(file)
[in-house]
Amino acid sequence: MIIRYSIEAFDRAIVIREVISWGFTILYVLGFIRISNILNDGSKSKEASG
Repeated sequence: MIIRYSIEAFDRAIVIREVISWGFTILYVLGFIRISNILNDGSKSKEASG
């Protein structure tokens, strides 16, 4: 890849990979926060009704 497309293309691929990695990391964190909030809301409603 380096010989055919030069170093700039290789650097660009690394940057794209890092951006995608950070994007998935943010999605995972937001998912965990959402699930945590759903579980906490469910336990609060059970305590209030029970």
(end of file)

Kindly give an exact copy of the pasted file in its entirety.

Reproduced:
[in-house]
Amino acid sequence: MIIRYSIEAFDRAIVIREVISWGFTILYVLGFIRISNILNDGSKSKEASG
Repeated sequence: MIIRYSIEAFDRAIVIREVISWGFTILYVLGFIRISNILNDGSKSKEASG
């Protein structure tokens, strides 16, 4: 890849990979926060009704 497309293309691929990695990391964190909030809301409603 380096010989055919030069170093700039290789650097660009690394940057794209890092951006995608950070994007998935943010999605995972937001998912965990959402699930945590759903579980906490469910336990609060059970305590209030029970």